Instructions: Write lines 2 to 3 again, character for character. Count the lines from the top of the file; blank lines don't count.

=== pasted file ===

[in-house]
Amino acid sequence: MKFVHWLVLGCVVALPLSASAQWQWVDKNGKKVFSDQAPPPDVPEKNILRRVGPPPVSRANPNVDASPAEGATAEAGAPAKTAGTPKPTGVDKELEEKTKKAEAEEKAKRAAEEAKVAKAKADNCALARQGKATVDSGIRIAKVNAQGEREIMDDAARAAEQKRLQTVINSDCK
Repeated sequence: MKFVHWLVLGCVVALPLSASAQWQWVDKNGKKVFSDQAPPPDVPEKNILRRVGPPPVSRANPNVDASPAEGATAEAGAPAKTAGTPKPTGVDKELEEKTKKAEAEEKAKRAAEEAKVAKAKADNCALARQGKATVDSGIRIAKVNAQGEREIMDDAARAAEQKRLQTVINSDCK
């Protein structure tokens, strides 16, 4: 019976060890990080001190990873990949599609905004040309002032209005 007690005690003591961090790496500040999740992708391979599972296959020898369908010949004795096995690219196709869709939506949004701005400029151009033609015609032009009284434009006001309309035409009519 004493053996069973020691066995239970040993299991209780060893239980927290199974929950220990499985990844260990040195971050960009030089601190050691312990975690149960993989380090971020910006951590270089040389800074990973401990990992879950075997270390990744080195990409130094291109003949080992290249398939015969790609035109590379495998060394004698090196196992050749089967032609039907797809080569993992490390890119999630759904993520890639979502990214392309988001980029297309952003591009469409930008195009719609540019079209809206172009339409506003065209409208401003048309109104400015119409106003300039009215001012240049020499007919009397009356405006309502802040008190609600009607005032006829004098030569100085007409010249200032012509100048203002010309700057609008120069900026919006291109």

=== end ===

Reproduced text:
Amino acid sequence: MKFVHWLVLGCVVALPLSASAQWQWVDKNGKKVFSDQAPPPDVPEKNILRRVGPPPVSRANPNVDASPAEGATAEAGAPAKTAGTPKPTGVDKELEEKTKKAEAEEKAKRAAEEAKVAKAKADNCALARQGKATVDSGIRIAKVNAQGEREIMDDAARAAEQKRLQTVINSDCK
Repeated sequence: MKFVHWLVLGCVVALPLSASAQWQWVDKNGKKVFSDQAPPPDVPEKNILRRVGPPPVSRANPNVDASPAEGATAEAGAPAKTAGTPKPTGVDKELEEKTKKAEAEEKAKRAAEEAKVAKAKADNCALARQGKATVDSGIRIAKVNAQGEREIMDDAARAAEQKRLQTVINSDCK